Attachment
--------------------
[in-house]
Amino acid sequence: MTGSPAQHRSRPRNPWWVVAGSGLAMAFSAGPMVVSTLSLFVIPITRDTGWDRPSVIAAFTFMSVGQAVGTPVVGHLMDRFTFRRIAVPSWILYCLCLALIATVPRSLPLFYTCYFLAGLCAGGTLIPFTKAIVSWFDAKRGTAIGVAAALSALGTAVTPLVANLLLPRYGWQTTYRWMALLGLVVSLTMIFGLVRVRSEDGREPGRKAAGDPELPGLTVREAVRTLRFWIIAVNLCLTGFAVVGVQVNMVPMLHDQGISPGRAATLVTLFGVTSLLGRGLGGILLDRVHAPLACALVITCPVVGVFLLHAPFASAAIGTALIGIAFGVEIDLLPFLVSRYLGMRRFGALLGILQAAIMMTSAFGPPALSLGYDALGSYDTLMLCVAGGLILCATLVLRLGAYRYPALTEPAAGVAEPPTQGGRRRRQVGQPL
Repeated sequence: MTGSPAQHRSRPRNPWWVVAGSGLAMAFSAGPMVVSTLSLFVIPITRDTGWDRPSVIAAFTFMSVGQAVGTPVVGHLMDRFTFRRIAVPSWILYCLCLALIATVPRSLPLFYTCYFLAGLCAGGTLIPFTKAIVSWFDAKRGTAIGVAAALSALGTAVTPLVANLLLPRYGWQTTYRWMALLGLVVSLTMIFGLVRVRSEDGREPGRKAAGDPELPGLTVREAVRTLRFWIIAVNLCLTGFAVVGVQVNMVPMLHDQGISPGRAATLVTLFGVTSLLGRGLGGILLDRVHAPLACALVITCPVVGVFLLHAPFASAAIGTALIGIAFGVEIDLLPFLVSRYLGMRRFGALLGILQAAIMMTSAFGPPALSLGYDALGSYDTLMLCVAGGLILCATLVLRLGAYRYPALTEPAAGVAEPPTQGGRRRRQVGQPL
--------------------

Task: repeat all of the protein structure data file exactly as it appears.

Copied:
[in-house]
Amino acid sequence: MTGSPAQHRSRPRNPWWVVAGSGLAMAFSAGPMVVSTLSLFVIPITRDTGWDRPSVIAAFTFMSVGQAVGTPVVGHLMDRFTFRRIAVPSWILYCLCLALIATVPRSLPLFYTCYFLAGLCAGGTLIPFTKAIVSWFDAKRGTAIGVAAALSALGTAVTPLVANLLLPRYGWQTTYRWMALLGLVVSLTMIFGLVRVRSEDGREPGRKAAGDPELPGLTVREAVRTLRFWIIAVNLCLTGFAVVGVQVNMVPMLHDQGISPGRAATLVTLFGVTSLLGRGLGGILLDRVHAPLACALVITCPVVGVFLLHAPFASAAIGTALIGIAFGVEIDLLPFLVSRYLGMRRFGALLGILQAAIMMTSAFGPPALSLGYDALGSYDTLMLCVAGGLILCATLVLRLGAYRYPALTEPAAGVAEPPTQGGRRRRQVGQPL
Repeated sequence: MTGSPAQHRSRPRNPWWVVAGSGLAMAFSAGPMVVSTLSLFVIPITRDTGWDRPSVIAAFTFMSVGQAVGTPVVGHLMDRFTFRRIAVPSWILYCLCLALIATVPRSLPLFYTCYFLAGLCAGGTLIPFTKAIVSWFDAKRGTAIGVAAALSALGTAVTPLVANLLLPRYGWQTTYRWMALLGLVVSLTMIFGLVRVRSEDGREPGRKAAGDPELPGLTVREAVRTLRFWIIAVNLCLTGFAVVGVQVNMVPMLHDQGISPGRAATLVTLFGVTSLLGRGLGGILLDRVHAPLACALVITCPVVGVFLLHAPFASAAIGTALIGIAFGVEIDLLPFLVSRYLGMRRFGALLGILQAAIMMTSAFGPPALSLGYDALGSYDTLMLCVAGGLILCATLVLRLGAYRYPALTEPAAGVAEPPTQGGRRRRQVGQPL